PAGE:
City Council passed a resolution Tuesday taking a stand against the Trump administration’s controversial travel ban.

Trump issued his first executive order in January, forbidding citizens from seven Muslim-majority countries from entering the United States for 90 days, stopping resettlement of refugees for 120 days and indefinitely suspending resettlement of Syrian refugees. The ban, which came into effect immediately after its announcement, resulted in disorder and fierce protests at airports across the country.

The local resolution specifically authorized listing Ann Arbor as a supporting municipality in an amicus brief to be filed with the U.S. Supreme Court from the State of Hawaii and Ismail Elshikh v. Donald J. Trump, et al., which will determine the constitutionality of the president’s executive order.

Councilmember Jack Eaton (D–Ward 4) praised the resolution, as it will allow Ann Arbor to take a stand against the travel ban at no cost. He noted Ann Arbor’s unique position as a college town and the city’s tradition of welcoming talented individuals from all over the world.

“We want our residents … to feel comfortable to come in from anywhere in the world,” Eaton said. “Having a threat such as this travel ban really does significant harm to our town.”

Following two federal court decisions that blocked the ban, the Trump administration released a second version of the order that eliminated its most controversial parts. For example, provisions in the initial executive order like giving preference to religious minorities (widely interpreted to mean Christians) once the resettlement program resumed gave reason for critics to call the order a “Muslim ban.”

The order was blocked by federal judges in Hawaii and Maryland, though the Supreme Court allowed certain provisions to go into effect until they meet to discuss the case in October. Trump has expressed frustration many times over repeated halts of the ban, lashing out at judges and activists who were against his administration’s policy.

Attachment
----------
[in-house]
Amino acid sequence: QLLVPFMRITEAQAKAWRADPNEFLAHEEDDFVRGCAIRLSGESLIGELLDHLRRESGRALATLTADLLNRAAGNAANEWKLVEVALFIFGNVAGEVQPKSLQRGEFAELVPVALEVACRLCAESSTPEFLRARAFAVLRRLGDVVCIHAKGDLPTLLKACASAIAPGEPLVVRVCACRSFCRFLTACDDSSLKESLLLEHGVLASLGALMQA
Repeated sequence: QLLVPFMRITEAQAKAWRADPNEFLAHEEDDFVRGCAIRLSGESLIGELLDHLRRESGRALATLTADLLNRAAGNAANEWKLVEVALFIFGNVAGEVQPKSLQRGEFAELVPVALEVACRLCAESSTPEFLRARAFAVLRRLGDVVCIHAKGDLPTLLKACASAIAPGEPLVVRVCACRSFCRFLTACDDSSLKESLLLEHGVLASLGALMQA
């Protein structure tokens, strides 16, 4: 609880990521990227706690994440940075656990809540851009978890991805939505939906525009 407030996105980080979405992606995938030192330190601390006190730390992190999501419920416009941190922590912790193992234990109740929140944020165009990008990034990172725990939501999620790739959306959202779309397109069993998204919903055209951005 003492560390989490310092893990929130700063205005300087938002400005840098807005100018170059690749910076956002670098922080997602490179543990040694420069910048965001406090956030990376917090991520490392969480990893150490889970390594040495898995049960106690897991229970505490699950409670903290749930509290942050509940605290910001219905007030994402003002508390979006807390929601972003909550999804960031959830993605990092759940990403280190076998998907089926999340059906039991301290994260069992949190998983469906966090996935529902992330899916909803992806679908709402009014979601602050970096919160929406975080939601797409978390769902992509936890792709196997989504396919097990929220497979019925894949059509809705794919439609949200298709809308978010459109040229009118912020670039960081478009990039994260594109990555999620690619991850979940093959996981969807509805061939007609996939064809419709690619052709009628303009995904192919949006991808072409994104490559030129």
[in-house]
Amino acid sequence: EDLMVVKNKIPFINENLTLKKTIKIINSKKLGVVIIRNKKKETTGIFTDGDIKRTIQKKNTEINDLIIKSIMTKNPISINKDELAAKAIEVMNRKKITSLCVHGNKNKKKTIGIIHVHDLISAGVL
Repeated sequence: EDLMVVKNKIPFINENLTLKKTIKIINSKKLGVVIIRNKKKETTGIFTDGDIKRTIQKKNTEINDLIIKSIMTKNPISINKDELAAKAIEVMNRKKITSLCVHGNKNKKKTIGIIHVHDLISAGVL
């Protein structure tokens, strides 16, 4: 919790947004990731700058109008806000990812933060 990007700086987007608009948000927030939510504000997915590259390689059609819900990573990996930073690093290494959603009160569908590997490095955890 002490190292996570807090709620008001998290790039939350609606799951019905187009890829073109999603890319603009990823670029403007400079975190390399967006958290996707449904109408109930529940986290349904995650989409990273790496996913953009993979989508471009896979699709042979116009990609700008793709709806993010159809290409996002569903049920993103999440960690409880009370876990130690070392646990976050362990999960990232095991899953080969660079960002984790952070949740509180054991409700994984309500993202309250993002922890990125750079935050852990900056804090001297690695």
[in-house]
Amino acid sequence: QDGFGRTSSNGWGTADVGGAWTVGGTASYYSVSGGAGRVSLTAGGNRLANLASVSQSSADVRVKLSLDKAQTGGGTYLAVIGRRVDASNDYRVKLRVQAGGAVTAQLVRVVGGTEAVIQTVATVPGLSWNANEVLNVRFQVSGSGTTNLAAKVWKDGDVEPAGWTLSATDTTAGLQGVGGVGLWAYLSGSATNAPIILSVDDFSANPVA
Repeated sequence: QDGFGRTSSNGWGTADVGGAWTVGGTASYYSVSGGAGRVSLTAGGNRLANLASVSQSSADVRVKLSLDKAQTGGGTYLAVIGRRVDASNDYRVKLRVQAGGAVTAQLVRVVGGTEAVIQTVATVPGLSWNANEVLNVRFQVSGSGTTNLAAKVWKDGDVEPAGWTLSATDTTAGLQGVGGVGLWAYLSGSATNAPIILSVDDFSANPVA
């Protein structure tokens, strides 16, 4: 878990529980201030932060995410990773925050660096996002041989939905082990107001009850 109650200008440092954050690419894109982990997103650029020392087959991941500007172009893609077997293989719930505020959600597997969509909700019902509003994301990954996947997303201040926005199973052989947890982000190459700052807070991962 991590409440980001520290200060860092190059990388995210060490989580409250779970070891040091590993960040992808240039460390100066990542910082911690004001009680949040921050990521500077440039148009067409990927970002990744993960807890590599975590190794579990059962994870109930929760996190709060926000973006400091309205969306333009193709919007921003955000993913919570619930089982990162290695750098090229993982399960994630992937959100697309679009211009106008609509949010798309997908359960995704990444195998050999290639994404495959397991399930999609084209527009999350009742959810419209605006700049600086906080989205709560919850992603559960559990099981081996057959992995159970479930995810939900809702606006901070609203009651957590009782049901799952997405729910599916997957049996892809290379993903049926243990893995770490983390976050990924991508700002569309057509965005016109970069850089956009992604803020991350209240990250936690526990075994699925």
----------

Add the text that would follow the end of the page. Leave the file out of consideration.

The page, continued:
“In any event we are EXTREME VETTING people coming into the U.S. in order to help keep our country safe,” Trump tweeted in June. “The courts are slow and political!”

Councilmember Chuck Warpehoski (D–Ward 5) concurred with Eaton, arguing the travel ban will affect the city’s economic health negatively, as it will impede students and immigrants from coming to study and work in the city.

“We are a community that depends on the strong international community from many countries, whether they be students, researchers, family members,” Warpehoski said. “The travel ban, I believe, is very detrimental policy to the economic health and community vibrancy of Ann Arbor.”

Councilmember Julie Grand (D–Ward 3) noted how the resolution’s passage coincided with the Trump administration’s announcement to suspend the Deferred Action for Childhood Arrivals program and emphasized the importance of continuing to fight policies that affect the most vulnerable.

“It takes a lot of bravery to uproot yourself and come all the way around the world for your education,” Grand said. “On days like today, especially in light of the very disappointing news from the White House about DACA, I think it’s all the more important that we sign on.”

LSA senior Hafsa Tout, vice president external of the Muslim Students’ Association, said she appreciates the compassion the Ann Arbor community showed for the Muslim community and is watching the Supreme Court case closely.

“Regardless of what we’ll see happen with this lawsuit in court, or the implications of the travel ban more broadly, I think it’ll be very reassuring for the University’s Muslim student community that our city council has voted to enter the case against the executive order,” Tout wrote in an email. “I grew up in Ann Arbor and it’s one thing to know that the city council representing the compassionate and supportive community of Ann Arbor would undoubtedly oppose this unconstitutional order, but it’s another entirely to watch it become an integral part of what’s shaping up to be a landmark case in American history.”

Leave a comment

Your email address will not be published. Required fields are marked *